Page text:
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America’s Secrets: Trump’s Unprecedented Disregard Of Norms | HuffPost Latest News

“I cannot think of a historical precedent in which there was even the suspicion that a president or even a high-ranking officer in the administration, with the exception of the Nixon administration, purposely and consciously or even accidentally removing such a sizable volume of papers,“ said Richard Immerman, who served as assistant deputy director of national intelligence from 2007 to 2009.

FBI agents who searched Trump’s Mar-a-Lago resort on Aug. 8 found more than 100 documents with classification markings, including 18 marked top secret, 54 secret and 31 confidential, according to court filings. The FBI also identified 184 documents marked as classified in 15 boxes recovered by the National Archives in January, and it received additional classified documents during a June visit to Mar-a-Lago. An additional 10,000 other government records with no classification markings were also found.

Documents have been recovered from Trump’s bedroom, closet, bathroom and storage areas at his Florida resort, which doubles as his home. In June, when Justice Department officials met a Trump lawyer to retrieve records in response to a subpoena, the lawyer handed them documents in a "Redweld envelope, double-wrapped in tape.”

Trump has claimed he declassified all the documents in his possession and had been working in earnest with department officials on returning documents when they conducted the Mar-a-Lago search. During the 2016 campaign, Trump asserted that Clinton’s use of her private email server for sensitive State Department material was disqualifying for her candidacy; chants from his supporters to “lock her up” became a mainstay at his political rallies.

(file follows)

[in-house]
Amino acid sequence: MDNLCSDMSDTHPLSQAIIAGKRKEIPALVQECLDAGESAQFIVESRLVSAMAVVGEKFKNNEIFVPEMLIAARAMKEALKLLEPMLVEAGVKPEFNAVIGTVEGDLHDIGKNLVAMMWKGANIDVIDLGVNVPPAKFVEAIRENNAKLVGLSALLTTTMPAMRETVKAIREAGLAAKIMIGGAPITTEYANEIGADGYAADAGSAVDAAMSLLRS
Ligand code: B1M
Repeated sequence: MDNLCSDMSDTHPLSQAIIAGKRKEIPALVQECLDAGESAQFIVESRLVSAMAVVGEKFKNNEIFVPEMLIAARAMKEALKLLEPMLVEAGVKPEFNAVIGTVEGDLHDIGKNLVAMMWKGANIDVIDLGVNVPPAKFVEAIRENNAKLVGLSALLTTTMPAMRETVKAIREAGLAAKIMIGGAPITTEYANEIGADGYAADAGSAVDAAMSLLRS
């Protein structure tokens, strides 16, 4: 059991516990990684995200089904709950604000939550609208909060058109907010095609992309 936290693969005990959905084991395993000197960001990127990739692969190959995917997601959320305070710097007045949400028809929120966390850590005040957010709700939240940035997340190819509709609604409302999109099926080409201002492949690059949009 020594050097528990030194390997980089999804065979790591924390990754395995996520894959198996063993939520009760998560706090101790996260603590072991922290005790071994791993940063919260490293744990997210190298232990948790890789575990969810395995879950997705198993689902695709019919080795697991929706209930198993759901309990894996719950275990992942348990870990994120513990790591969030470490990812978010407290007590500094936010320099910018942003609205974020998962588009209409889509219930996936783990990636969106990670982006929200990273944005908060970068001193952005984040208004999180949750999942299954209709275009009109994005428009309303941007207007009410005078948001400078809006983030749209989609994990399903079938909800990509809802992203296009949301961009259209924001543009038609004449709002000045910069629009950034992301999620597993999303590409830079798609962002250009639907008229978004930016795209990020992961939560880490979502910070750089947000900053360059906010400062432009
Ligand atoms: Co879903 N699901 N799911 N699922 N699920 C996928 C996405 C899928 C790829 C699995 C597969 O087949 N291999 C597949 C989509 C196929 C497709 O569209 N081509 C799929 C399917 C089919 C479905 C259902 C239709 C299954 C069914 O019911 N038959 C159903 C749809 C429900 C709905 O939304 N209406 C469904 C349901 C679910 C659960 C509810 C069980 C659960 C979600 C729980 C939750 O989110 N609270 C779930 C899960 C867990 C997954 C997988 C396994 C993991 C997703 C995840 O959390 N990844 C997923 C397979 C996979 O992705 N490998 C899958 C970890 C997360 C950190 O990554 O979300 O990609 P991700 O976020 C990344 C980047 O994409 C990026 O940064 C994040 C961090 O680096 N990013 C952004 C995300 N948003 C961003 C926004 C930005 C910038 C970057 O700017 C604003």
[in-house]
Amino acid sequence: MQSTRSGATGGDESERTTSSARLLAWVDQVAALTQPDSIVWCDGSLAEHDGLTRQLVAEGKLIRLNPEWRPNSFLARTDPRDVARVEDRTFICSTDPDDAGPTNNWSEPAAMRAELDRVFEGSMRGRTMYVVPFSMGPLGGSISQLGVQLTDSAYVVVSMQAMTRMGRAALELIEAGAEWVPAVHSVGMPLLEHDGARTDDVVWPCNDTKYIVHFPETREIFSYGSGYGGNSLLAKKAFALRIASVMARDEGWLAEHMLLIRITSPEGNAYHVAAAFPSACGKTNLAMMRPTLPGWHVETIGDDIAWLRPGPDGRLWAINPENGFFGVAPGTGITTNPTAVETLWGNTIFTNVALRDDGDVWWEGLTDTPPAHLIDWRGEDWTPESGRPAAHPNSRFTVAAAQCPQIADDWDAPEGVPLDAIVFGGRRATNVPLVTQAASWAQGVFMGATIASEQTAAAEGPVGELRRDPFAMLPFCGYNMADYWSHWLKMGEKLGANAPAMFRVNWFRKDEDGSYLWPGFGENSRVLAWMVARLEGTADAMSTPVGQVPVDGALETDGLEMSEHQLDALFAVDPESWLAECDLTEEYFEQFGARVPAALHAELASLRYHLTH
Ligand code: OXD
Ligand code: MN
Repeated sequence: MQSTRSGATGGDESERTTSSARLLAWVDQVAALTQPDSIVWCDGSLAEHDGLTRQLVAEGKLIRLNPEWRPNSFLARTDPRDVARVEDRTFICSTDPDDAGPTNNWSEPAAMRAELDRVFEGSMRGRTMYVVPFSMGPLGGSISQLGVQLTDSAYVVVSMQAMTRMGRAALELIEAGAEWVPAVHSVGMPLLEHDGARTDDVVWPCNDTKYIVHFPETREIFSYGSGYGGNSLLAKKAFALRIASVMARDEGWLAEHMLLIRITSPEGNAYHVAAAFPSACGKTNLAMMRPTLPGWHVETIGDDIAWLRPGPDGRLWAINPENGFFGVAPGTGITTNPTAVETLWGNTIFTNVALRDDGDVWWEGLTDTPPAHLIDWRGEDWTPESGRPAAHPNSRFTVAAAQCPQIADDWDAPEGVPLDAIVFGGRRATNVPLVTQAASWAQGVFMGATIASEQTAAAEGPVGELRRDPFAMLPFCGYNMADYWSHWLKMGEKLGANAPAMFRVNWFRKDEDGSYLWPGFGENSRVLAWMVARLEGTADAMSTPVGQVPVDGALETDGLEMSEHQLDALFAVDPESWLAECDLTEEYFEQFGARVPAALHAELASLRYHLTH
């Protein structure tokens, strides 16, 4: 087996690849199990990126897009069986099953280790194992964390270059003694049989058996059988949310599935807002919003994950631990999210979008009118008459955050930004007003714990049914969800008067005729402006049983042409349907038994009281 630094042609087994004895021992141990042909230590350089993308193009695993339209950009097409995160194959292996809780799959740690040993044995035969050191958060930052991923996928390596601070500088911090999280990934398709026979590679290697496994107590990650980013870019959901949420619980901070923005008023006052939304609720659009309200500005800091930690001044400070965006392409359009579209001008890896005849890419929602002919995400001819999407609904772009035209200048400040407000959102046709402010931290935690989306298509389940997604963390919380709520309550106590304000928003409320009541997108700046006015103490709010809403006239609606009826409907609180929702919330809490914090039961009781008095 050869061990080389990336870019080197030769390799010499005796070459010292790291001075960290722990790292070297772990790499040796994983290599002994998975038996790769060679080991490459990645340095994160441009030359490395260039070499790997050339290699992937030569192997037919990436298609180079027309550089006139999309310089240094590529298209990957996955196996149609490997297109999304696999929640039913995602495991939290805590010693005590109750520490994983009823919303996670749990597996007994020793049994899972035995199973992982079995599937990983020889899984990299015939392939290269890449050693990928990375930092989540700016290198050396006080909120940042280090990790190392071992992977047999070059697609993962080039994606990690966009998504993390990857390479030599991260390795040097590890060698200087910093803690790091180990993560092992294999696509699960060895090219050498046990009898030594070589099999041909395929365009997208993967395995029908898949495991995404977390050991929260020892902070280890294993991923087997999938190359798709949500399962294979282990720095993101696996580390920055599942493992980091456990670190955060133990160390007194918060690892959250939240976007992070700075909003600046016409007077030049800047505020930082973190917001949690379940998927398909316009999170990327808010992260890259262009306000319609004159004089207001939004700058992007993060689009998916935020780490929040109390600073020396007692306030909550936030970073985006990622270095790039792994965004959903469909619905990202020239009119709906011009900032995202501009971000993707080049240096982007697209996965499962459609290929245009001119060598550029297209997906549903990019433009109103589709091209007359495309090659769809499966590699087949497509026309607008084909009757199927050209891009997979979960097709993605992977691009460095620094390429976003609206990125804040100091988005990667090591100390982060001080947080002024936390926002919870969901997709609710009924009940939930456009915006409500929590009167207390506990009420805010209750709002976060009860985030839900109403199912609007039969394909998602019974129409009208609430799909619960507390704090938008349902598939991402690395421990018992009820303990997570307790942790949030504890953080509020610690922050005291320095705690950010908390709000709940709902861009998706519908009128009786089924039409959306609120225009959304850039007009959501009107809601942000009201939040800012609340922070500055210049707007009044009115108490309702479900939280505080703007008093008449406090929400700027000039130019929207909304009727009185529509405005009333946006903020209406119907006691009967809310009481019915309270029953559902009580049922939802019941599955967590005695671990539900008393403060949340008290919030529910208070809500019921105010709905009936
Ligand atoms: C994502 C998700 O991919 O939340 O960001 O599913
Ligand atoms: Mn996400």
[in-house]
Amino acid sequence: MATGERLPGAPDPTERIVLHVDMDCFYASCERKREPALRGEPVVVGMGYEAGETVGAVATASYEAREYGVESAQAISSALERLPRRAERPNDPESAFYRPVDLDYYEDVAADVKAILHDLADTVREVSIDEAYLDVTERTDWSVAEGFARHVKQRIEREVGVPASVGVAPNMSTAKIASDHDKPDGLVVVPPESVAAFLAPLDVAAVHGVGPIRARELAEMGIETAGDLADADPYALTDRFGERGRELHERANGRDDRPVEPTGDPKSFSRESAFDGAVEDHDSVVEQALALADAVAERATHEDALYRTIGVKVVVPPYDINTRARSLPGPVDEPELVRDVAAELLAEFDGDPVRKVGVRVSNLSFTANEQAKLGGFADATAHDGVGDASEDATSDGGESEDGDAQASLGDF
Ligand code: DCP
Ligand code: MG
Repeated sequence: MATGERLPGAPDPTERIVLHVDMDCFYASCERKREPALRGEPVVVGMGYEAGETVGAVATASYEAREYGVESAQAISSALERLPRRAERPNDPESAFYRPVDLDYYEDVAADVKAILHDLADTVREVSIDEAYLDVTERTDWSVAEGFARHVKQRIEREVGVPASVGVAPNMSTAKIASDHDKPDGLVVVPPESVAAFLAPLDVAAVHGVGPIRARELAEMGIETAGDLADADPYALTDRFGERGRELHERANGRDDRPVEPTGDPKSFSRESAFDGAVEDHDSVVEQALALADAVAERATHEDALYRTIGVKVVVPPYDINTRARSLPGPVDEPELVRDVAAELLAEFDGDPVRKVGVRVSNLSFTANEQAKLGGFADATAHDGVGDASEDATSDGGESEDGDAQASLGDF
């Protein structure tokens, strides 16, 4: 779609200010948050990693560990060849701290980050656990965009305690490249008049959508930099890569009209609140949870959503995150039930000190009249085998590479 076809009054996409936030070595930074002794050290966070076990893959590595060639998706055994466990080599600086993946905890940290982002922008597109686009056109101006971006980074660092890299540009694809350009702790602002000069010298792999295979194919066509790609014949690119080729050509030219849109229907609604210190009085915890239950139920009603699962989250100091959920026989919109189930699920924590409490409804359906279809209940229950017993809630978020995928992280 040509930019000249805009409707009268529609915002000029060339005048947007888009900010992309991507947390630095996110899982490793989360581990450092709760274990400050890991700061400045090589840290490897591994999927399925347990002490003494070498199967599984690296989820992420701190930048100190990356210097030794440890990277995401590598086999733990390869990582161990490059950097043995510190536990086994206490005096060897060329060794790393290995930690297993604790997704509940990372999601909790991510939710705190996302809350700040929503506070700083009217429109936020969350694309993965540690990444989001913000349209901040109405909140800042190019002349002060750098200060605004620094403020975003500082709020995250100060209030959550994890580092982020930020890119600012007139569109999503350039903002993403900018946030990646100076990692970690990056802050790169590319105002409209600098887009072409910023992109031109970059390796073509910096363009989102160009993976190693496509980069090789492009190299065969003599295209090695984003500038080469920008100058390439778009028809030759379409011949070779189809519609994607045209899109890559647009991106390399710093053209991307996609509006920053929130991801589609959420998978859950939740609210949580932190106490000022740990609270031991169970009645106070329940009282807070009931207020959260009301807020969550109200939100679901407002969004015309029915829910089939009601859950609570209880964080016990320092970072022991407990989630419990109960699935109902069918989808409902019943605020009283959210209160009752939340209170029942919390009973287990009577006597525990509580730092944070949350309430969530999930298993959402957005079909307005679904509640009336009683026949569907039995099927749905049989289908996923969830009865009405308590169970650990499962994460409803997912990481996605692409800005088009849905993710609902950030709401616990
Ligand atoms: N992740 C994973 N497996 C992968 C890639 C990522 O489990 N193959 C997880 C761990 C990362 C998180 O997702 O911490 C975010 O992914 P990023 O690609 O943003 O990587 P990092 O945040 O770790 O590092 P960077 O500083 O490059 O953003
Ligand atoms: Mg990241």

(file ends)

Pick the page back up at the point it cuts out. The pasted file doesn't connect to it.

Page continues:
But Trump’s former attorney general, Bill Barr, said in a separate Fox News interview that he was “skeptical” of Trump’s claim that he declassified everything. “People say this (raid) was unprecedented – well, it’s also unprecedented for a president to take all this classified information and put them in a country club, OK,” Barr said.

Obama, while writing his White House memoir after leaving office, had paper records he used in his research delivered to him in locked bags from a secure National Archives storage facility and returned them in similar fashion.

Neil Eggleston, who served as White House counsel during the final years of the Obama administration, recalled that Fred Fielding, who held the same position in the George W. Bush administration, advised him as he started his new job to hammer home to staff the requirements set in the records act.

Similarly, Trump’s White House counsel, Donald McGahn, sent a staff-wide memo in the first weeks of the administration underscoring “that presidential records are the property of the United States.”

“There’s no intelligence community directive that says how presidents should or shouldn’t be briefed on the materials,” said Pfeiffer, now director of the Michael V. Hayden Center for Intelligence, Policy, and International Security. “We’ve never had to worry about it before.”

People around the president with access to intelligence are trained on intelligence rules on handling classified information and required to follow them. But imposing restrictions on the president would be difficult for intelligence agencies, Pfeiffer said, because “by virtue of being the executive of the executive branch, he sets all the rules with regard to secrecy and classification.”

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